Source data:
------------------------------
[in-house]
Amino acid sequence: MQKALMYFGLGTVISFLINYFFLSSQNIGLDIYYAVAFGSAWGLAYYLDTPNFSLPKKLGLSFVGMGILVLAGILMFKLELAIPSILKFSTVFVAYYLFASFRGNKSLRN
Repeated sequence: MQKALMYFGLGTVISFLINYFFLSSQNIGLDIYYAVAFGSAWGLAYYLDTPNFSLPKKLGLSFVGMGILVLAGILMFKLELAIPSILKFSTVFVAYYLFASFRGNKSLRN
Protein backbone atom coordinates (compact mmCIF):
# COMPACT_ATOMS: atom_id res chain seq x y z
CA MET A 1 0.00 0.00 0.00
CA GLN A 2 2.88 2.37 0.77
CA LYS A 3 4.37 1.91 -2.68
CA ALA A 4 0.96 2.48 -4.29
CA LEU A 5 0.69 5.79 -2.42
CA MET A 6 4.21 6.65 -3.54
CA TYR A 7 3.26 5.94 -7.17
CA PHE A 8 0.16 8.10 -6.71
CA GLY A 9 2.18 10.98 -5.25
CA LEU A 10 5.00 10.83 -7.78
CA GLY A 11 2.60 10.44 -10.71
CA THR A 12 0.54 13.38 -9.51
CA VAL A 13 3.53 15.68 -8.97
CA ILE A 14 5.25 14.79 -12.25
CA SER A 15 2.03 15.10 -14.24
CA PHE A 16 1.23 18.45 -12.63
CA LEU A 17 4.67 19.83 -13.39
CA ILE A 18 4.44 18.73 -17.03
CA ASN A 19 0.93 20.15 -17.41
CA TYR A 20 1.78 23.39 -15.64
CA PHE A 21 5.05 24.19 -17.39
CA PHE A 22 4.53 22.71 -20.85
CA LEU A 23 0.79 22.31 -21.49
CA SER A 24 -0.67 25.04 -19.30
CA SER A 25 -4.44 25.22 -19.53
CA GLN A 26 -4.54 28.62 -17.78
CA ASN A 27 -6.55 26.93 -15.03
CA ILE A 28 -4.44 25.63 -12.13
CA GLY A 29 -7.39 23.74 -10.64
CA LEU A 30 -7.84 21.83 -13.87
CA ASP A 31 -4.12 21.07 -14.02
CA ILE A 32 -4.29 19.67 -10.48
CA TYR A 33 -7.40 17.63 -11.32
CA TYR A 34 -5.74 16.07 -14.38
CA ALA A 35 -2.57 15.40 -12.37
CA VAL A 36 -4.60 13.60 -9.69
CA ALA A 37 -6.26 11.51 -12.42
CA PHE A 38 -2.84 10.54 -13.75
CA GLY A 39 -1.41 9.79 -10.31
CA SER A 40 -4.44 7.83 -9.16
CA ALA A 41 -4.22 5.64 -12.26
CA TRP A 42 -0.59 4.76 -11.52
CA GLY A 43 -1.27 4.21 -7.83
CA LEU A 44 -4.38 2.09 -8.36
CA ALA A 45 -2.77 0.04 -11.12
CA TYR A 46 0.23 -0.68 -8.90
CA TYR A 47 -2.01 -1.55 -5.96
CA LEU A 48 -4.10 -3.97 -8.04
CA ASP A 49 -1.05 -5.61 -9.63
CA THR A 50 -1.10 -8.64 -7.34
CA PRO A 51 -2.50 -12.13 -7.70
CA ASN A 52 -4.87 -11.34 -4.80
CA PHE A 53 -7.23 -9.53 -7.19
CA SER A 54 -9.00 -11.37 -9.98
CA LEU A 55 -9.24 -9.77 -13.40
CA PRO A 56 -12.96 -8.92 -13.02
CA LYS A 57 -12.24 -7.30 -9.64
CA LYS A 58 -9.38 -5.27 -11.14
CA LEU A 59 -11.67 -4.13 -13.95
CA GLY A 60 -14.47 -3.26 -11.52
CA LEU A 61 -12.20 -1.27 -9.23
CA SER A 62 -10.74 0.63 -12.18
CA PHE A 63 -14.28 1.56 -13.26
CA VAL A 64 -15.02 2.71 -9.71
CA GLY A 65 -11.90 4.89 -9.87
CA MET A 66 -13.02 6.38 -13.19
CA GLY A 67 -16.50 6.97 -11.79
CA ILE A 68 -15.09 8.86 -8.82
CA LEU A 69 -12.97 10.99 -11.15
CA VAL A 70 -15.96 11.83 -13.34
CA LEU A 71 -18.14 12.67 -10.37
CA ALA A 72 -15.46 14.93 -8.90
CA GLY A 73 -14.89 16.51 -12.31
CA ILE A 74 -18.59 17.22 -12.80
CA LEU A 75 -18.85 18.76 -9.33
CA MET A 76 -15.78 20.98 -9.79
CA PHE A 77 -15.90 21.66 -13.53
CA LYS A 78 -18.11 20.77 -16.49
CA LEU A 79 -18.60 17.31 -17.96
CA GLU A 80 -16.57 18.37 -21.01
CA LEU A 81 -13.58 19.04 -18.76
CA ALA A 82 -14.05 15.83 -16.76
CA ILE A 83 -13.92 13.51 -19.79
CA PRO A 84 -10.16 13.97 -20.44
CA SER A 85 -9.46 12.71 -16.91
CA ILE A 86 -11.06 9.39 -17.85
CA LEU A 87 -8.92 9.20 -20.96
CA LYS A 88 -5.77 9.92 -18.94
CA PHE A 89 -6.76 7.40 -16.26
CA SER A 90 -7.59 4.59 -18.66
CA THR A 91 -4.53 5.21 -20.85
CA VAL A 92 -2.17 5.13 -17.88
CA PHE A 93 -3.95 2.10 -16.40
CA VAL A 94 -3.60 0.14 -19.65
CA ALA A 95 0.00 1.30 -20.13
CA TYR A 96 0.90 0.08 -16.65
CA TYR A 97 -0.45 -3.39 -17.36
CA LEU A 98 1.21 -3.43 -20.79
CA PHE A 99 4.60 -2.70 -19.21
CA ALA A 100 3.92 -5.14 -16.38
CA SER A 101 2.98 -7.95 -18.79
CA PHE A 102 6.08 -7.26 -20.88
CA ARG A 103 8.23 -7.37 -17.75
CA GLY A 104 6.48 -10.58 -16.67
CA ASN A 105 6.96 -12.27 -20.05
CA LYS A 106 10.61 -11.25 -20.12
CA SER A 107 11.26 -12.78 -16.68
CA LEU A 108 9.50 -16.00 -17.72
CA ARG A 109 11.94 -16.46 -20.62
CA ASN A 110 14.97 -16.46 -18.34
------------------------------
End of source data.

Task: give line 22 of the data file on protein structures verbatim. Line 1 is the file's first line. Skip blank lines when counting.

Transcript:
CA LEU A 17 4.67 19.83 -13.39